That event led to the second surprise, when the dragon's slamming claws not only inflicted grievous injury, but also negative levels upon its target. Slowly, the realization dawned on the players' (and one can only suspect, the characters') faces.
This was no white dragon, but rather a dragon wight.
Though the characters survived this deceptive battle to fight again, they learned a valuable lesson: When questioning a prisoner, make sure to get a correct spelling and definition regarding any uncertain terms. After all, who's to say that a room full of djinn isn't just a big liquor cabinet? (DMs should be careful about abusing this concept -- even the most patient players aren't likely to accept that the bag of tricks they just bought is full of kid's cereal.)
Before its death at the hands of a pack of wights, Balicazar was a young adult red dragon. Arrogant in his power, he sought to claim Nightfang Spire for his own, even when the previous owner returned to claim the tower.
Balicazar: Huge wight red dragon; CR 12; HD 19d12+3, hp 126; Init +5; Spd 40 ft., fly 150 ft. (poor); AC 31 (touch 9, flat-footed 30); Atk +28 melee (1d8+11 + energy drain, slam), or +28 melee (2d8+11, bite) and +23/+23 melee (2d6+5, 2 claws) and +23/+23 melee (1d8+5, 2 wings) and +23 melee (2d6+16, tail slap); Face/Reach 10 ft. by 20 ft./10 ft.; SA Breath weapon, fear, crush, spells, energy drain, create spawn; SQ Fire subtype, keen senses, undead, DR 5/+1; SR 21; SV Fort +11, Ref +12, Will +14; Str 33, Dex 12, Con --, Int 14, Wis 17, Cha 18.
Skills & Feats: Concentration +19, Diplomacy +23, Jump +30, Knowledge (arcana) +21, Listen +22, Move Silently +18, Search +21, Spellcraft +21, Spot +22; Alertness, Blind-Fight, Cleave (claw or tail slap only), Flyby Attack, Hover, Improved Initiative, Power Attack.
Breath Weapon (Su): 50 ft. cone of fire (10d10; DC 23 Reflex halves).
Fear (Su): 150 ft. radius, DC 23 to avoid being shaken for 4d6 rounds.
Spell-Like Abilities (Sp): Locate object 5/day.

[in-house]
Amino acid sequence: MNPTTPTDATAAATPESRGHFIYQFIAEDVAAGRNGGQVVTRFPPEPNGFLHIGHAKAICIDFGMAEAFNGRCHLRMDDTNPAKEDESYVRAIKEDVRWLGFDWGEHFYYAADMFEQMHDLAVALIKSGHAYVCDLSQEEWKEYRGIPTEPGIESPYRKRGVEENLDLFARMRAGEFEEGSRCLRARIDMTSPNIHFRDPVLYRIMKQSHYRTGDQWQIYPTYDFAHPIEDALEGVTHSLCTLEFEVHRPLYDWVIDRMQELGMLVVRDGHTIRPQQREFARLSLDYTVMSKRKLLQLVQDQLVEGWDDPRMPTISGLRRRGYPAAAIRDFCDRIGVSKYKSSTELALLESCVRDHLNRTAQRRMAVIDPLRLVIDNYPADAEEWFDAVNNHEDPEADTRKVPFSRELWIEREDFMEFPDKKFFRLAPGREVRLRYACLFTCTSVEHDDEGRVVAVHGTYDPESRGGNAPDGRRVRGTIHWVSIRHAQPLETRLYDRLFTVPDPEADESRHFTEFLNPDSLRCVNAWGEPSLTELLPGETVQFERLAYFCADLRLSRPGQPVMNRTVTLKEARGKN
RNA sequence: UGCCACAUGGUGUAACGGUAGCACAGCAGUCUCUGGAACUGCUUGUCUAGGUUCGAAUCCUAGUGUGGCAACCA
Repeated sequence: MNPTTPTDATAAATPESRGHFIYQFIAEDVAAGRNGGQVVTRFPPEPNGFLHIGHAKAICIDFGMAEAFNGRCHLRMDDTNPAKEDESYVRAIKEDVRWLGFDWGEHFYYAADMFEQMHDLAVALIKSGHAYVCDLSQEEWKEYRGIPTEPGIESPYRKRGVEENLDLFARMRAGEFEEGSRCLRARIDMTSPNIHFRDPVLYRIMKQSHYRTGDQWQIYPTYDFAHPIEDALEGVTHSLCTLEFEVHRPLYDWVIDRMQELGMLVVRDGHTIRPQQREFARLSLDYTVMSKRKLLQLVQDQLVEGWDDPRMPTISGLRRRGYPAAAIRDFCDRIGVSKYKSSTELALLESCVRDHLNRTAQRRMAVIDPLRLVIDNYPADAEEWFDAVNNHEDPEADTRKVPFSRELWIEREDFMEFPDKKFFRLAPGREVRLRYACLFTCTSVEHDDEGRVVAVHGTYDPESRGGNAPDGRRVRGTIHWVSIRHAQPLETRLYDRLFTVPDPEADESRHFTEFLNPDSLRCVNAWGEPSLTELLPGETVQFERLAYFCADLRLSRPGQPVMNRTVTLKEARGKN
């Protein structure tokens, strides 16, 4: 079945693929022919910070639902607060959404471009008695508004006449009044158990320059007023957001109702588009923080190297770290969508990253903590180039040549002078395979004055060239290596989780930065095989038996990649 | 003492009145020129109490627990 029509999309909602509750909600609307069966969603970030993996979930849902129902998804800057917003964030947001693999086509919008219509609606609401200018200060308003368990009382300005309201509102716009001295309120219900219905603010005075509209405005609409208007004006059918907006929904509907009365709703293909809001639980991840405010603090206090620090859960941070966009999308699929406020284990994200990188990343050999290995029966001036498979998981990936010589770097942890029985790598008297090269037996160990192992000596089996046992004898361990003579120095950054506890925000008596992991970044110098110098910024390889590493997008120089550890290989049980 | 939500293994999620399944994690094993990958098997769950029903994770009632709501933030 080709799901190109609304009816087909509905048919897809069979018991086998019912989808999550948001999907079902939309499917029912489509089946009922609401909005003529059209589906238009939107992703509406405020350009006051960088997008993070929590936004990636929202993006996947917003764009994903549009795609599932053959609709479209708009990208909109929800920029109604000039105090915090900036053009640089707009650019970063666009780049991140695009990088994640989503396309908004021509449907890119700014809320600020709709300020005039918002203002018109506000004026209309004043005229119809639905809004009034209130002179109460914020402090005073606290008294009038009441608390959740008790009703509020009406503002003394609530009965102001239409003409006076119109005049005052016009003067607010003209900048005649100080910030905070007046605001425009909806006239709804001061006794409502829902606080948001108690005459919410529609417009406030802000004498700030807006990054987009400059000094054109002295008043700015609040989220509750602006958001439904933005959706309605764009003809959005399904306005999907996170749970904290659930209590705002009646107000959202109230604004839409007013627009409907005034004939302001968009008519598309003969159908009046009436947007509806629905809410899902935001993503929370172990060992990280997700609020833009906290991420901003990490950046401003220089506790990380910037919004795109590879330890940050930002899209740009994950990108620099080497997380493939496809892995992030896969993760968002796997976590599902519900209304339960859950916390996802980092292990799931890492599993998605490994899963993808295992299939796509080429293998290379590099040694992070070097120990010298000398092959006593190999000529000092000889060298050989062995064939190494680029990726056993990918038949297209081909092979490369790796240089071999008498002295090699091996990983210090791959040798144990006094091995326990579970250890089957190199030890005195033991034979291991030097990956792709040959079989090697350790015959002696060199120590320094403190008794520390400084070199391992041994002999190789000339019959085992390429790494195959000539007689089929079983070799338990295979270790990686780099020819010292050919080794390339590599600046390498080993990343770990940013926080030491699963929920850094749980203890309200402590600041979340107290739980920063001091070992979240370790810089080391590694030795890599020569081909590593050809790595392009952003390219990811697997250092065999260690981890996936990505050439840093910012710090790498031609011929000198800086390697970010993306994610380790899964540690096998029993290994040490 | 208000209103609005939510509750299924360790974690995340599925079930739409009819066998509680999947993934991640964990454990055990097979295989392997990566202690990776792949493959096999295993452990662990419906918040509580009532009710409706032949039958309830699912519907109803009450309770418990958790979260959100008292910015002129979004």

Crush (Ex): Can crush creatures up to Small size (+28 melee, 4d6+16 damage).
Energy Drain (Su): Living creatures hit by a wight's slam attack receive one negative level. Fortitude save (DC 23) 24 hours later prevents it from becoming permanent.
Create Spawn (Su): Any creature slain by a wight becomes a wight in 1d4 rounds.
Fire subtype (Ex): Fire immunity, double damage from cold except on a successful save.
Keen Senses (Ex): Blindsight 150 ft., 4x lowlight vision, darkvision 500 ft.
Undead (Ex): Immune to mind-influencing effects, poison, sleep, paralysis, stunning, and disease. Not subject to critical hits, subdual damage, ability damage, energy drain, or death from massive damage.
Spells Known (Sor 7; 6/7/7/5; DC = 14 + spell level): 0 -- daze, dancing lights, flare, ghost sound, mage hand, open/close, read magic; 1st -- alarm, inflict light wounds, magic missile, ray of enfeeblement, shield; 2nd -- blur, protection from arrows, web; 3rd -- haste, protection from elements.
Designer's Notes: Since "wight" isn't an official template, I used a combination of the wight in the Monster Manual and the grave-wight template in The Standing Stone to create Balicazar. Instead of claw attacks, it uses slam attacks (to gain the energy drain power).
Because undead don't have a Constitution score, an undead dragon has many fewer hit points than normal (almost 100, in this case). That's why I didn't increase Balicazar's Challenge Rating from the normal 12 for a young adult red dragon, and it's a good reason to give any adjusted Challenge Rating (whether it's from a template, class levels, or advancement) a simple logic check. Is the creature strictly tougher than it was before, or did you unintentionally give it a new weakness that reduces its newfound power? I suppose I could have increased the CR by +1 (less than the +2 granted by the lich or vampire templates, which are clearly more powerful than the wight "template" I used here), but I wasn't really concerned with that level of precision for my game.
About the Author
Andy Collins is a designer and editor for Wizards of the Coast's Roleplaying Games R&D department. Recent credits include codesign of the Star Wars Roleplaying Game and editing Return to the Temple of Elemental Evil.